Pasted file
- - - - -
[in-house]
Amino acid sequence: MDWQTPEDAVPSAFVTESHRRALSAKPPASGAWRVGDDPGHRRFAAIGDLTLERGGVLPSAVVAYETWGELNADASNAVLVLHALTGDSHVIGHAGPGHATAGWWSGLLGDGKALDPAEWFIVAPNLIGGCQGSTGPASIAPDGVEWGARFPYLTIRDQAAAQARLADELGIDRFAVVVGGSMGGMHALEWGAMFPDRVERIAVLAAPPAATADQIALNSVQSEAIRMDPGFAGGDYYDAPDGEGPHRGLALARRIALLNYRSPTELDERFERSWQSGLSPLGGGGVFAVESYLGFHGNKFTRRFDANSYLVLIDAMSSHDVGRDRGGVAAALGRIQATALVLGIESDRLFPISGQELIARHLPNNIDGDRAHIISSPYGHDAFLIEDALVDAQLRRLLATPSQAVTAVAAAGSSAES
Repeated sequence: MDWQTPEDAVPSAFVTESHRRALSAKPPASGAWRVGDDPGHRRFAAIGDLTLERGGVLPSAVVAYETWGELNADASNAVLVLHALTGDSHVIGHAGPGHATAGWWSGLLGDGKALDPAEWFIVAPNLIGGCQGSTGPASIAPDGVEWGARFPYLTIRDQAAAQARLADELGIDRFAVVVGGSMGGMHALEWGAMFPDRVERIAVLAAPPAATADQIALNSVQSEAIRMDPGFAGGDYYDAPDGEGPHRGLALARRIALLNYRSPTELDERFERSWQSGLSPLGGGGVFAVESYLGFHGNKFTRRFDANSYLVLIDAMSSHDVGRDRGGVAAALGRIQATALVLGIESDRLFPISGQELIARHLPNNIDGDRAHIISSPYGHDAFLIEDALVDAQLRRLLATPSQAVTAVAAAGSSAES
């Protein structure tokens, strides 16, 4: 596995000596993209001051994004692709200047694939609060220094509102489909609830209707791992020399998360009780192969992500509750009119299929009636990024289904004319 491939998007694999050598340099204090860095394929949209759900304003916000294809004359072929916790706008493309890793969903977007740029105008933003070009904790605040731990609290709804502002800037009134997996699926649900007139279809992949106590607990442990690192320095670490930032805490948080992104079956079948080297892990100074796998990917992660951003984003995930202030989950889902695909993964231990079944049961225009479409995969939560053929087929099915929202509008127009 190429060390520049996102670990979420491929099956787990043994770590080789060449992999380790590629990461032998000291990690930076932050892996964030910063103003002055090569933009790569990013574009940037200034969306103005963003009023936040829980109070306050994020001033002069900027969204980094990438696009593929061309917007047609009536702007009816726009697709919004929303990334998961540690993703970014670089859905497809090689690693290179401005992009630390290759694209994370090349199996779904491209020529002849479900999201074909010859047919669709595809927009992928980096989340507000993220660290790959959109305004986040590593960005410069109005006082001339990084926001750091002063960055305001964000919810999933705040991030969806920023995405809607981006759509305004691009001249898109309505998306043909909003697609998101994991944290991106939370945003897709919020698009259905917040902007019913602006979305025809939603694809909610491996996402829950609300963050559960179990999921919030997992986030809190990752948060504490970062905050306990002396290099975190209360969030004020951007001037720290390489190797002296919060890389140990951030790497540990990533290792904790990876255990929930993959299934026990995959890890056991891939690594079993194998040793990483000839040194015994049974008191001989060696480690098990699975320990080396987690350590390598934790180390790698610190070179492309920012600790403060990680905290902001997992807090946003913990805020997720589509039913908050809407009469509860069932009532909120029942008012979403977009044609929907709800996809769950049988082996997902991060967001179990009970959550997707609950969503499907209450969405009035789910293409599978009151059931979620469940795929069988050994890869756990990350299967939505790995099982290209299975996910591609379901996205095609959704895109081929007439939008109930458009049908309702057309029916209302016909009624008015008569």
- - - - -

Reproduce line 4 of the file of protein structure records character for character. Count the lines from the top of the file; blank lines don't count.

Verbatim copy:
């Protein structure tokens, strides 16, 4: 596995000596993209001051994004692709200047694939609060220094509102489909609830209707791992020399998360009780192969992500509750009119299929009636990024289904004319 491939998007694999050598340099204090860095394929949209759900304003916000294809004359072929916790706008493309890793969903977007740029105008933003070009904790605040731990609290709804502002800037009134997996699926649900007139279809992949106590607990442990690192320095670490930032805490948080992104079956079948080297892990100074796998990917992660951003984003995930202030989950889902695909993964231990079944049961225009479409995969939560053929087929099915929202509008127009 190429060390520049996102670990979420491929099956787990043994770590080789060449992999380790590629990461032998000291990690930076932050892996964030910063103003002055090569933009790569990013574009940037200034969306103005963003009023936040829980109070306050994020001033002069900027969204980094990438696009593929061309917007047609009536702007009816726009697709919004929303990334998961540690993703970014670089859905497809090689690693290179401005992009630390290759694209994370090349199996779904491209020529002849479900999201074909010859047919669709595809927009992928980096989340507000993220660290790959959109305004986040590593960005410069109005006082001339990084926001750091002063960055305001964000919810999933705040991030969806920023995405809607981006759509305004691009001249898109309505998306043909909003697609998101994991944290991106939370945003897709919020698009259905917040902007019913602006979305025809939603694809909610491996996402829950609300963050559960179990999921919030997992986030809190990752948060504490970062905050306990002396290099975190209360969030004020951007001037720290390489190797002296919060890389140990951030790497540990990533290792904790990876255990929930993959299934026990995959890890056991891939690594079993194998040793990483000839040194015994049974008191001989060696480690098990699975320990080396987690350590390598934790180390790698610190070179492309920012600790403060990680905290902001997992807090946003913990805020997720589509039913908050809407009469509860069932009532909120029942008012979403977009044609929907709800996809769950049988082996997902991060967001179990009970959550997707609950969503499907209450969405009035789910293409599978009151059931979620469940795929069988050994890869756990990350299967939505790995099982290209299975996910591609379901996205095609959704895109081929007439939008109930458009049908309702057309029916209302016909009624008015008569």